Published July 20, 2012
Here in Washington, where we’ve suffered through record-breaking heat, views on climate change remain a matter of political preference, not scientific suasion. But beyond the Beltway, an alarming body of evidence is beginning to gather critical mass. A partnership between the Pulitzer Center and GlobalPost enabled grantee Simeon Tegel to travel to four Latin American countries where the evidence of climate change is hard to ignore. In the Andean highlands of Ecuador vast swaths of terrain that were recently covered with glacier are now barren rock while in El Salvador thousands of acres of coastal mangrove forest have been swallowed by the encroaching Pacific. Closer to home, in Chihuahua, Mexico’s largest state, 350,000 head of cattle have starved to death over the last 12 months. Scientists warn that this is not some once-in-lifetime killer drought. It’s the region’s new climate.
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While reporting from Turkey on a series of crises that threaten its image as a modern Muslim democracy, Pulitzer Center grantee Steve Franklin found himself in the midst of a more immediate crisis as thousands of Syrian refugees poured across Turkey’s southern border. With the brutal Damascus regime reeling after a deadly bomb attack on its top leadership, Steve spoke about the looming humanitarian disaster on the border with Steve Edwards, host of The Afternoon Shift on WBEZ, Chicago’s public radio station.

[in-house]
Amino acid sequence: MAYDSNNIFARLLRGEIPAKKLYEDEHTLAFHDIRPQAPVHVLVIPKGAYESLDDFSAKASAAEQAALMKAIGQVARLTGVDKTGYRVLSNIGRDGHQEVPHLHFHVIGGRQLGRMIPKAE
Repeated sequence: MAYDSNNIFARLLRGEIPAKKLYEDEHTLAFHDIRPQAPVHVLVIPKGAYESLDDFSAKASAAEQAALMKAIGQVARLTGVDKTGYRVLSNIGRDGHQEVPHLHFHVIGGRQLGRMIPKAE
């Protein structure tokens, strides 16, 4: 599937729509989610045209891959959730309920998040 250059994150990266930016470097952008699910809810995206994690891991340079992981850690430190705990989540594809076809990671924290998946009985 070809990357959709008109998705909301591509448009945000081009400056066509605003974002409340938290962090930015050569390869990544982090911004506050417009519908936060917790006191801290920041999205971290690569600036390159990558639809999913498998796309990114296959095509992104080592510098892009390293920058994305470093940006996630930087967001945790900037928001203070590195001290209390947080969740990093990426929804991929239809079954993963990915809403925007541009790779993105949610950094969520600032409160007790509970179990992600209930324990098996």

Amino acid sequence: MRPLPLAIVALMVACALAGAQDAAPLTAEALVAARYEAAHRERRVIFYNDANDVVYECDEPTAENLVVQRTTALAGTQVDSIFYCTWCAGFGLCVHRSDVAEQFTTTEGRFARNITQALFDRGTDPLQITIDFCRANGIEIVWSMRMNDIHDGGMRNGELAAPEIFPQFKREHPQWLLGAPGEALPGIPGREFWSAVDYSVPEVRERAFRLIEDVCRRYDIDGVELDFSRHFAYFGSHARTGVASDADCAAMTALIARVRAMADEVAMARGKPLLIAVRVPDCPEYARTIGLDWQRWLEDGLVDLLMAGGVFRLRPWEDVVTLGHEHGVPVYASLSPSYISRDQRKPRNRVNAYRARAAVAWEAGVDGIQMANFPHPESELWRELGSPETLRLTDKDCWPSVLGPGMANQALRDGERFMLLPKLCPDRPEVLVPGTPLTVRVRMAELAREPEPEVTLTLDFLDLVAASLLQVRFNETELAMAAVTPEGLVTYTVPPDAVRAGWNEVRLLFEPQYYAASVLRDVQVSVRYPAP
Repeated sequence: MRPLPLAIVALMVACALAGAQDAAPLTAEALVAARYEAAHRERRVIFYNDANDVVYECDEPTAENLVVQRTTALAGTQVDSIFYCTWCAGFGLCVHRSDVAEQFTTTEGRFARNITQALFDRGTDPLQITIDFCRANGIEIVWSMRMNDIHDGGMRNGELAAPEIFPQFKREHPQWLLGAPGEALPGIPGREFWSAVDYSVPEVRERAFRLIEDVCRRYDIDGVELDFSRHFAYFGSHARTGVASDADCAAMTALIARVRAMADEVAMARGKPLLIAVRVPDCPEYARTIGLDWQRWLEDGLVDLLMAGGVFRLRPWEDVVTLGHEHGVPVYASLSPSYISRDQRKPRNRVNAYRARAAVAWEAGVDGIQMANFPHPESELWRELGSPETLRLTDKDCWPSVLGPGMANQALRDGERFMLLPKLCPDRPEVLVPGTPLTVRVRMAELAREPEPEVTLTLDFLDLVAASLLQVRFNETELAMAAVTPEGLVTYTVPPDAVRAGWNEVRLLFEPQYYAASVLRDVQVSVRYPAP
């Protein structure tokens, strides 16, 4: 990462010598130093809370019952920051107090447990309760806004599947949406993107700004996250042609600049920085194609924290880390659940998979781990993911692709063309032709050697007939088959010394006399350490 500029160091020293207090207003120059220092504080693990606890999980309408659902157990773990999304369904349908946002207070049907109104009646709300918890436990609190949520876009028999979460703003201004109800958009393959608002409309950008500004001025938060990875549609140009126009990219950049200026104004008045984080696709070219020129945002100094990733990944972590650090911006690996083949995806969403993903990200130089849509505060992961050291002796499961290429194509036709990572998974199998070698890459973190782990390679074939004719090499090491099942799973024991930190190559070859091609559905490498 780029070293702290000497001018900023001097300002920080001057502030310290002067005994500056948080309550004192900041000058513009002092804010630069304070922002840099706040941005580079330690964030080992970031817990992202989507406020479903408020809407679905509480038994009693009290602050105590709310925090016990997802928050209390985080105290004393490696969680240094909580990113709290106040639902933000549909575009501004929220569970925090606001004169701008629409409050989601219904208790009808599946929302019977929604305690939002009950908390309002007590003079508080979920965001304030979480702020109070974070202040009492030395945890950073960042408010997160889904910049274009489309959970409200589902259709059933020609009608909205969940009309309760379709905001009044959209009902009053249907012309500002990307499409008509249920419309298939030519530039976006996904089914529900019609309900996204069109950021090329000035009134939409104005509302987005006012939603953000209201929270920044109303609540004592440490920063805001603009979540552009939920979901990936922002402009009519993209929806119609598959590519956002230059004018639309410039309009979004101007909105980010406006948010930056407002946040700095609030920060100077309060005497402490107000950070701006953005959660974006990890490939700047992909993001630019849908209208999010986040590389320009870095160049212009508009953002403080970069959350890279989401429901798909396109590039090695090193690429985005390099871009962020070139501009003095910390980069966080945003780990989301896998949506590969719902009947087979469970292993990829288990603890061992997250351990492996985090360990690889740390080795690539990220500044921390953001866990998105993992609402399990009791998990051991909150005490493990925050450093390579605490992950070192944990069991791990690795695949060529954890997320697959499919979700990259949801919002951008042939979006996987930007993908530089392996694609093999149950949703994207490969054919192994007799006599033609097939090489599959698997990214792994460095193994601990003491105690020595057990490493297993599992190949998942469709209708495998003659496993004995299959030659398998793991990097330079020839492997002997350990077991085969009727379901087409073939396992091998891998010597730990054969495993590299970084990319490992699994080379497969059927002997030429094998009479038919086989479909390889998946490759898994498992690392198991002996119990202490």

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A Pulitzer Center partnership with the Canadian Broadcasting Corporation led to the airing last month of a Pulitzer Center CBC documentary by journalists Lynn Burgess and Melissa Fung exposing the aggressive activities of Canadian mining companies in the pristine mountains of Panama. A shorter version aired this week on PBS NewsHour, bringing to American television viewers a Canadian perspective on this issue that affects us all. Facilitating these cross-platform collaborations is a key part of our work but the collaborations are only as good as the partners we recruit. Many thanks to NewsHour and to the CBC!
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And finally, please join us next week for Voices of Haiti at the Corcoran Gallery of Art in Washington, DC. Voices is our multimedia exploration of Haiti's earthquake through the lives—and voices—of Haitians confronting the ongoing consequences of this disaster, especially its impact on those living with HIV/AIDS. The performances on July 25 and July 26 are free and open to the public, but reservations are recommended.
Until next week,